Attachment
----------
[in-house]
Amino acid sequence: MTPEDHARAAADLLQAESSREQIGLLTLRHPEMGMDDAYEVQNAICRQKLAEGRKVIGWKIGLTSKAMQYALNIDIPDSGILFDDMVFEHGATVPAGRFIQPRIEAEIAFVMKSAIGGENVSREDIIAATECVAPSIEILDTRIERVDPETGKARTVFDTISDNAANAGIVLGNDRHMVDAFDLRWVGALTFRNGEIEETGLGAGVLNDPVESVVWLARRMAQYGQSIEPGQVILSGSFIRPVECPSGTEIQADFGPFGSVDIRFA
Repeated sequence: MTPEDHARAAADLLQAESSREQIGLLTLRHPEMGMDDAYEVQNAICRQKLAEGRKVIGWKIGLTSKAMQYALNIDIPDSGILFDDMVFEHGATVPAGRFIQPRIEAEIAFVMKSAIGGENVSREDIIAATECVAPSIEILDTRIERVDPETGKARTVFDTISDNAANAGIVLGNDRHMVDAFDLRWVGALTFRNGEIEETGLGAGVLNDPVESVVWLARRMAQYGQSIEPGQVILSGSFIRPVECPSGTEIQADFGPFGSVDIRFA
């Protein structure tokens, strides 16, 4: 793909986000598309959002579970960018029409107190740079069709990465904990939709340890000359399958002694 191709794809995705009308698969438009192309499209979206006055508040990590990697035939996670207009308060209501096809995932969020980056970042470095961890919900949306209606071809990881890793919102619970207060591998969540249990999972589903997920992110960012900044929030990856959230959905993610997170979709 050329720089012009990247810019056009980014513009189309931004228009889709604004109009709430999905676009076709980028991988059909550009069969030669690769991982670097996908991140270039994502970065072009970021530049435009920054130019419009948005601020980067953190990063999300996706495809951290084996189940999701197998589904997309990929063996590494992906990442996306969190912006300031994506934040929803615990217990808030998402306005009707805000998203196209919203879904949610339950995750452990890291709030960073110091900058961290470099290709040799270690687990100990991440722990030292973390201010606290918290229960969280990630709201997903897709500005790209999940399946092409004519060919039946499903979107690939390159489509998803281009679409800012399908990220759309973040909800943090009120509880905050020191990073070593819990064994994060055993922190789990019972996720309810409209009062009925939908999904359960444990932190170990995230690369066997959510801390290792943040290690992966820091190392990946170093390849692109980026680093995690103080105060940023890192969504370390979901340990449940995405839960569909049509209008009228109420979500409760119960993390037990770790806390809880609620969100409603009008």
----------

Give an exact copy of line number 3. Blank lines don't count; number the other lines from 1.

Repeated sequence: MTPEDHARAAADLLQAESSREQIGLLTLRHPEMGMDDAYEVQNAICRQKLAEGRKVIGWKIGLTSKAMQYALNIDIPDSGILFDDMVFEHGATVPAGRFIQPRIEAEIAFVMKSAIGGENVSREDIIAATECVAPSIEILDTRIERVDPETGKARTVFDTISDNAANAGIVLGNDRHMVDAFDLRWVGALTFRNGEIEETGLGAGVLNDPVESVVWLARRMAQYGQSIEPGQVILSGSFIRPVECPSGTEIQADFGPFGSVDIRFA